U.S. Court of Appeals for the Seventh Circuit
The U.S. Court of Appeals for the Seventh Circuit has affirmed a lower court's decision in favor of Shook client Kaw Valley Companies, Inc. The dispute centered on a mining lease agreement between Kaw Valley and a trust that owns land Kaw Valley sought to mine for sand, stone and rock.
Kaw Valley leased the land from the trust with the obligation to pay a production royalty when mining began, but the company ultimately decided not to pursue mining the land. The trust filed a lawsuit in Wisconsin seeking $400,000 under the minimum production royalty provision. The district court granted summary judgment in Kaw Valley's favor, finding that the lease limited production royalty payments to after mining had begun by defining "production royalty" as a "a royalty due for the tons of sand, stone and rock products mined from the property."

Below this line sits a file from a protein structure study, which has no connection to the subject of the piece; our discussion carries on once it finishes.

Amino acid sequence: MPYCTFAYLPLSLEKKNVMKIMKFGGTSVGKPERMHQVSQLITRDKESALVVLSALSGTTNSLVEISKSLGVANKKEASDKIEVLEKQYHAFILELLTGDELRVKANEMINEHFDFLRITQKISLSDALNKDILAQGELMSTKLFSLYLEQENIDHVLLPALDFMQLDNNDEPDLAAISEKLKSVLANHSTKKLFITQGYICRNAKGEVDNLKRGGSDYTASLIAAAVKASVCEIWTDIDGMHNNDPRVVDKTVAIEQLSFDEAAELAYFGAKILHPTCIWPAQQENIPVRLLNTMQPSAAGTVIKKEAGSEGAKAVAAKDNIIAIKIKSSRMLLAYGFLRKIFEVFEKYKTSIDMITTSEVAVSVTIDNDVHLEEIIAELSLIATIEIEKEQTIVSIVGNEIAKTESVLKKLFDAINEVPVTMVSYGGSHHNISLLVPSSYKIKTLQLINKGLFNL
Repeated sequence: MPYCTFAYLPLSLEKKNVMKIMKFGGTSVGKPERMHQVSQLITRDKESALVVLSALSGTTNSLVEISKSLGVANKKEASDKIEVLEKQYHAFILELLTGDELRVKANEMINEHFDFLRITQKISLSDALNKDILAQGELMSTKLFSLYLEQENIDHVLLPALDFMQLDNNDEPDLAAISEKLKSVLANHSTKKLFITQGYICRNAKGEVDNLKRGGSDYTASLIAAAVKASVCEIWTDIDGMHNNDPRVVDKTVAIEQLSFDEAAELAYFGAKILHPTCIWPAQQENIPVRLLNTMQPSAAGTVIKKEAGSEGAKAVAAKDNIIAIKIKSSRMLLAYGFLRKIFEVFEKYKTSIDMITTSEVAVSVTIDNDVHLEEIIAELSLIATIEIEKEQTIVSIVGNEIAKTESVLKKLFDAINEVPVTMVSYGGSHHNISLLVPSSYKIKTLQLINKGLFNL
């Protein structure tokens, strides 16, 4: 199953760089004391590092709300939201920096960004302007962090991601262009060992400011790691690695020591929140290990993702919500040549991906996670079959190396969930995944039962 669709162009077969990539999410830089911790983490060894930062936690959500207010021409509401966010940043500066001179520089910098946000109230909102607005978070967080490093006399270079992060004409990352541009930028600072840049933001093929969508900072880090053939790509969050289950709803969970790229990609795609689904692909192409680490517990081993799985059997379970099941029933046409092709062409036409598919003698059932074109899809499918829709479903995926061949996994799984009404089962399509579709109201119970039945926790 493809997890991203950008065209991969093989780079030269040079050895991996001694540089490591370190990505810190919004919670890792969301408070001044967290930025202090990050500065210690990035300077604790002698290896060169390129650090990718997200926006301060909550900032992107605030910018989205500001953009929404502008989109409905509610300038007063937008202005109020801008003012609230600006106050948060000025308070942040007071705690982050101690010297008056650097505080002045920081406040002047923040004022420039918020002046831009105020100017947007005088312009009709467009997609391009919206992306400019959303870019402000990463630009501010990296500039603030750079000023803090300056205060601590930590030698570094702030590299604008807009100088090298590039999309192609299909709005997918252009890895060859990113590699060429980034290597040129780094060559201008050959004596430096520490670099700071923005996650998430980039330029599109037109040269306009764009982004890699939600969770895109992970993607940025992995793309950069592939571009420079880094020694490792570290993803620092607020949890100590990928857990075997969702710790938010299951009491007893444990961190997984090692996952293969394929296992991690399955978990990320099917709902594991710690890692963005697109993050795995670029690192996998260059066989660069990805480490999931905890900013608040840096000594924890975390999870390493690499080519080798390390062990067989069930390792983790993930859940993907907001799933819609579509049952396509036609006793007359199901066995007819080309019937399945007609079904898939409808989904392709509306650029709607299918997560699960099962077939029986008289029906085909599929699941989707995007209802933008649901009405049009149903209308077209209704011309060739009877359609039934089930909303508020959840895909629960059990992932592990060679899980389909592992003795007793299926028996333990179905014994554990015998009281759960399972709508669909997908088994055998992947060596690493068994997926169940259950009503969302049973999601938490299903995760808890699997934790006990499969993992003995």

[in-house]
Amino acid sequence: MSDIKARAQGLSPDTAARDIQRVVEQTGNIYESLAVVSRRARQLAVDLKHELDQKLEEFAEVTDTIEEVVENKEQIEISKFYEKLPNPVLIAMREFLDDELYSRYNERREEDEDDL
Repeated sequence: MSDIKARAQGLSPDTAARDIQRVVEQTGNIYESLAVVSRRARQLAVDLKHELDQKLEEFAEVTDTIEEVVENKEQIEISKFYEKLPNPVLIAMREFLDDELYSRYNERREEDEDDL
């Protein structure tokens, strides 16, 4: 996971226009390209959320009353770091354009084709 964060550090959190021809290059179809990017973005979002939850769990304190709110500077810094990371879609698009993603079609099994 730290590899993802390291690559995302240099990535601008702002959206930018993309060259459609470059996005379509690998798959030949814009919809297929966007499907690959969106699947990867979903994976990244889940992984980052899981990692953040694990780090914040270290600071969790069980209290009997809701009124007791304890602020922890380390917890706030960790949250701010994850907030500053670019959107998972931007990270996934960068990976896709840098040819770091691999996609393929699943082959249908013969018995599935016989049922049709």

Analyzing the language of the contract, the Seventh Circuit agreed. "Reading the language in context, the district court properly determined that the Production Royalty payments were not owed in this case because no mining had begun on the property as set forth in [the lease]," the appeals court held. "If the provision was meant to provide a minimum payment due each year on the anniversary of the effective date, one would expect that to be set forth separately."
Pronschinske Trust Dated March 21, 1995 v. Kaw Valley Cos. Inc., No. 17-2889 (7th Cir. 2018).